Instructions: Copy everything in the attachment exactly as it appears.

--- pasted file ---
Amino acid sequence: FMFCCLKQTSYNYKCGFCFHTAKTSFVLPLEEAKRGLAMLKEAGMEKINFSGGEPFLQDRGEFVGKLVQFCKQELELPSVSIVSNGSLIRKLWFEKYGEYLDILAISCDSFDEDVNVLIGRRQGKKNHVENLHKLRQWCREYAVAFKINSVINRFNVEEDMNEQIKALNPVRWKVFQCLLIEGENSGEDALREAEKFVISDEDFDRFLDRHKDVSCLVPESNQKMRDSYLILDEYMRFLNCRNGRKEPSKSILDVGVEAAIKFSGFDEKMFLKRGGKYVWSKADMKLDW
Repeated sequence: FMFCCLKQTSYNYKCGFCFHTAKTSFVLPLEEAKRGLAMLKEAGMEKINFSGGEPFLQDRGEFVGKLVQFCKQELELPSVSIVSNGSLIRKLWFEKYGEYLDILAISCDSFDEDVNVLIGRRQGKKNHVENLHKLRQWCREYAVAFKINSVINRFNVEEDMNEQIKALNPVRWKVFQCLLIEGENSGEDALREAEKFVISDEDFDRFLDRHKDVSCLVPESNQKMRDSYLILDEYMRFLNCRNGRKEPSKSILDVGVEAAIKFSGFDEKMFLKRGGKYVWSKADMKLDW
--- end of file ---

Amino acid sequence: FMFCCLKQTSYNYKCGFCFHTAKTSFVLPLEEAKRGLAMLKEAGMEKINFSGGEPFLQDRGEFVGKLVQFCKQELELPSVSIVSNGSLIRKLWFEKYGEYLDILAISCDSFDEDVNVLIGRRQGKKNHVENLHKLRQWCREYAVAFKINSVINRFNVEEDMNEQIKALNPVRWKVFQCLLIEGENSGEDALREAEKFVISDEDFDRFLDRHKDVSCLVPESNQKMRDSYLILDEYMRFLNCRNGRKEPSKSILDVGVEAAIKFSGFDEKMFLKRGGKYVWSKADMKLDW
Repeated sequence: FMFCCLKQTSYNYKCGFCFHTAKTSFVLPLEEAKRGLAMLKEAGMEKINFSGGEPFLQDRGEFVGKLVQFCKQELELPSVSIVSNGSLIRKLWFEKYGEYLDILAISCDSFDEDVNVLIGRRQGKKNHVENLHKLRQWCREYAVAFKINSVINRFNVEEDMNEQIKALNPVRWKVFQCLLIEGENSGEDALREAEKFVISDEDFDRFLDRHKDVSCLVPESNQKMRDSYLILDEYMRFLNCRNGRKEPSKSILDVGVEAAIKFSGFDEKMFLKRGGKYVWSKADMKLDW